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The EVGA Roboclocker is a 'closed loop' LN2 cooling system

by Mark Tyson on 4 June 2018, 14:41

Tags: EVGA

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EVGA has been showing off a new way to indulge in extreme LN2 overclocking. The new cooling system uses technology and techniques borrowed from the worlds of AiO liquid coolers and from, of course, the worlds of extreme LN2 overclocking. Already this automated system has accrued five overclocking world records in 3DMark (Fire Strike and Time Spy tests).

Veteran overclocker KINGPIN and overclocker TIN worked together on this extreme cooling project at EVGA's lab. Roboclocker is the result of ideas that have been in gestation for nearly seven years. KINGPIN says he was inspired to finally put theory into hardware after approx 17 years of overclocking feats and competitions. He sat down with TIN and drafted the plans to create the Roboclocker and initially the duo created a manually controlled device to take the physical effort out of LN2 overclocking. Interestingly, TIN's first working controller was based around a Mortal Kombat arcade control panel.

Once the mechanical controller worked it was time to take the man out of the equation and let the computer decide how to control the various aspects of LN2 overclocking. The result is that the automated LN2 cooling system, Roboclocker, thanks to the way it works and its 'closed loop' nature, "uses a lot less LN2".

Summing up the promise of Roboclocker, KINGPIN said "The old way just doesn't beat it. Everything evolves, and this is a great evolution in extreme overclocking." As mentioned in the intro, this machine has already broken five single card VGA records and it pretty surely will be gaining further merits in coming weeks and months. The EVGA team hope to develop Roboclocker further so it is almost plug-n-play.



HEXUS Forums :: 11 Comments

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I know a few EVGA cards were catching fire, but this still seems a little extreme.
Not as extreme as the price will be :D
Let's hope this tinkering produces something worthwhile for the masses, not LN2, but some of the ideas of getting this to work could filter into something else? Anyway, to digress a little (sorry)… I have always wondered if there could be some kind of self contained gas chamber cooling system (liquid flows to CPU, evaporates into gas and also expels this heated gas into a chamber or even multiple chambers, where it then gets re-cooled and pumped back to the CPU as a liquid) that could be low maintenance like an AIO cooler but one that wouldn't also be a potential explosive weapon!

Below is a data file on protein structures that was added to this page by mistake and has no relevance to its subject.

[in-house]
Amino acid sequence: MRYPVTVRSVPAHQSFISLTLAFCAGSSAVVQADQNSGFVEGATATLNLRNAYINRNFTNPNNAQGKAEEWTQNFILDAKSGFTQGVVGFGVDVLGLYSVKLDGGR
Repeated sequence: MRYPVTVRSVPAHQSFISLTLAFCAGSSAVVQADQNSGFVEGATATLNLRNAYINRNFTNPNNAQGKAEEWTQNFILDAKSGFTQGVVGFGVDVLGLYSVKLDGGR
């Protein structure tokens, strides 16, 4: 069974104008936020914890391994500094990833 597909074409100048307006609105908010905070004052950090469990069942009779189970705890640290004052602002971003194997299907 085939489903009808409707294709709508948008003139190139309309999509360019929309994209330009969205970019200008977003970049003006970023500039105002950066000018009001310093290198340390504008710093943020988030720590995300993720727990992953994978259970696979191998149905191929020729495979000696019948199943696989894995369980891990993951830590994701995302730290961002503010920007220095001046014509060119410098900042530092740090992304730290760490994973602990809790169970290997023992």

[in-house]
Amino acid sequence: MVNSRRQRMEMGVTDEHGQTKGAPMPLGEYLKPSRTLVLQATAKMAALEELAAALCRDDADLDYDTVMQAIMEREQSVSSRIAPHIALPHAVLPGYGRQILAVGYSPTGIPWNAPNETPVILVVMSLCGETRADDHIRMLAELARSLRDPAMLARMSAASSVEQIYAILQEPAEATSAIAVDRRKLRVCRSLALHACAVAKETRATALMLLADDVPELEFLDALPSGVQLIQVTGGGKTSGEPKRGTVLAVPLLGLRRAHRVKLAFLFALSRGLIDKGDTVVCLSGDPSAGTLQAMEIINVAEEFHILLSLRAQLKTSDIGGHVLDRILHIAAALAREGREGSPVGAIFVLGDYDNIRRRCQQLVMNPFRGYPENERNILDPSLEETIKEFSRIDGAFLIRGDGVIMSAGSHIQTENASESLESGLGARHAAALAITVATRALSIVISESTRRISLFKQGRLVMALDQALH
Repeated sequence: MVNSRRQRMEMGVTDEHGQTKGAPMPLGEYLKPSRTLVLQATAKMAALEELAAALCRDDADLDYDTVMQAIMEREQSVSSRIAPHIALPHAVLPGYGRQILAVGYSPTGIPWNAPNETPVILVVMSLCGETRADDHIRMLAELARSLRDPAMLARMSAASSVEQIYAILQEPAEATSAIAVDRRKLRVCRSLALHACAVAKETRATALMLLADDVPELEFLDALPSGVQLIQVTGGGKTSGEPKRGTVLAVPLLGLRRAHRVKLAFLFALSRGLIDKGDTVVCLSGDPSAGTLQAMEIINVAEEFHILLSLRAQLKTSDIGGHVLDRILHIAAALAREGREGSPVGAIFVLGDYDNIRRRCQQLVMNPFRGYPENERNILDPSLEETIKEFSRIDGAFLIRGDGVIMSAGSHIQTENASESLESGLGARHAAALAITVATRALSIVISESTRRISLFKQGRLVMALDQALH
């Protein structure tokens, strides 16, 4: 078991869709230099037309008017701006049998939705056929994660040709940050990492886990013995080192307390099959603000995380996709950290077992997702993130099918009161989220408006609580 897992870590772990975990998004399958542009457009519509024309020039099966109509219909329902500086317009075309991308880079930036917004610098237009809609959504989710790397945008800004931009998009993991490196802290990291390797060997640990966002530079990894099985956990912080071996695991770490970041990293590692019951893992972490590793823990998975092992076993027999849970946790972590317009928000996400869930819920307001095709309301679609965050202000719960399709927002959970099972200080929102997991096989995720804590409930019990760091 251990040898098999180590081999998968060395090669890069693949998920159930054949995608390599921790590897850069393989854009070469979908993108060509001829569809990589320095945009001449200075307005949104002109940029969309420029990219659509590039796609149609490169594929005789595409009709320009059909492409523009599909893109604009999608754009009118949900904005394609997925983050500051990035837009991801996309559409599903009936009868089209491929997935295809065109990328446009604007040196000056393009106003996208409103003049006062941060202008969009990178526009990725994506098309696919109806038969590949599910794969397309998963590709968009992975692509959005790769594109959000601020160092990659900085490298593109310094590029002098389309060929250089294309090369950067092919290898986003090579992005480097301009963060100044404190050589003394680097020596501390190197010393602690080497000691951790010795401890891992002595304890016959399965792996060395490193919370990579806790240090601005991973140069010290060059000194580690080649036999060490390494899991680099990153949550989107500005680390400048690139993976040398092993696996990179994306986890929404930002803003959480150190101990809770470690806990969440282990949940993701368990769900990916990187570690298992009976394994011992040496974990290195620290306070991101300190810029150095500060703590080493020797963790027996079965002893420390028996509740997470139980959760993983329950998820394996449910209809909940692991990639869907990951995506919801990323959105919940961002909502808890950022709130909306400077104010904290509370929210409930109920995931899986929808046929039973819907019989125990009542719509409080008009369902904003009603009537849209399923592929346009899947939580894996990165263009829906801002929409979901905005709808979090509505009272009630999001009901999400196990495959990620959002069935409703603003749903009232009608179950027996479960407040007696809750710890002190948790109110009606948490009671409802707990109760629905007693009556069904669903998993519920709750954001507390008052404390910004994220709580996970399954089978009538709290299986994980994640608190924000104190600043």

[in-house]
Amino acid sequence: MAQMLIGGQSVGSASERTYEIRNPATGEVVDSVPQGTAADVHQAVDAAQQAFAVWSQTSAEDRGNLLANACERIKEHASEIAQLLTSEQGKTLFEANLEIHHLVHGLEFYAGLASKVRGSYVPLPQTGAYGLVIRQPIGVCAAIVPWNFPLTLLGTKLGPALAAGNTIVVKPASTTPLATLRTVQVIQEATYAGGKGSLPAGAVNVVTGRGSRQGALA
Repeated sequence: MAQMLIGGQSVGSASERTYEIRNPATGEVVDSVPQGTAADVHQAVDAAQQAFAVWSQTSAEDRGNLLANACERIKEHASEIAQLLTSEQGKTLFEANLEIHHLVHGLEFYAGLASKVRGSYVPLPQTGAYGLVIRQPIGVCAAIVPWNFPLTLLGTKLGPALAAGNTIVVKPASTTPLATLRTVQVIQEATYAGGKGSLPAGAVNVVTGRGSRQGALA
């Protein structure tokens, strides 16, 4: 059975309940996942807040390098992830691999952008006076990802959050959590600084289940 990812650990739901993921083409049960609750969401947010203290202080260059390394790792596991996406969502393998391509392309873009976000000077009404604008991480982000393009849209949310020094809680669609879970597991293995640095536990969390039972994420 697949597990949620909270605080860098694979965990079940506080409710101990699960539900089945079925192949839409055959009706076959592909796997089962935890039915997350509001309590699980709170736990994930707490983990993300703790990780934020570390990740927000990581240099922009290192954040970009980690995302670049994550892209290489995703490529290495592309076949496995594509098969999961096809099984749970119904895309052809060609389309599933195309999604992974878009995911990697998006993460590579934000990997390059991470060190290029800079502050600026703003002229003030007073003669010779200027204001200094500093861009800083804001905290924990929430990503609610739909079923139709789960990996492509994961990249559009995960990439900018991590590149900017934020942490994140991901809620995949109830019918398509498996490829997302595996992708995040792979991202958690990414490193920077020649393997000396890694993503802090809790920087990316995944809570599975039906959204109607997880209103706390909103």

EvilCycle
I have always wondered if there could be some kind of self contained gas chamber cooling system (liquid flows to CPU, evaporates into gas and also expels this heated gas into a chamber or even multiple chambers, where it then gets re-cooled and pumped back to the CPU as a liquid) that could be low maintenance like an AIO cooler but one that wouldn't also be a potential explosive weapon!

I believe you are referring to something called phase change cooling - there are platforms available to buy from LD Cooling for a couple of thousand Euro. Would post a link but think it may break forums rules - but its easy enough to google if you have a couple of grand sitting around to buy one!
So outside of marketing nonsense, how exactly is it supposed to work? Liquid nitrogen cooling as it's generally used in overclocking just works through evaporation - the liquid boils and the phase change takes heat with it. If you were to seal it in somewhere you prevent evaporation so just end up with some room temperature nitrogen sitting there (though that's really not happening here - N2 cannot be a liquid at room temperature and pressures for its supercritical phase at room temperature are immense). It's not some sort of physics-defying substance which just magically destroys heat!

So, it's basically just piping the nitrogen to the blocks rather than having to pour it in manually (probably, given the huge dewars either side of it) in which case it's not a closed loop?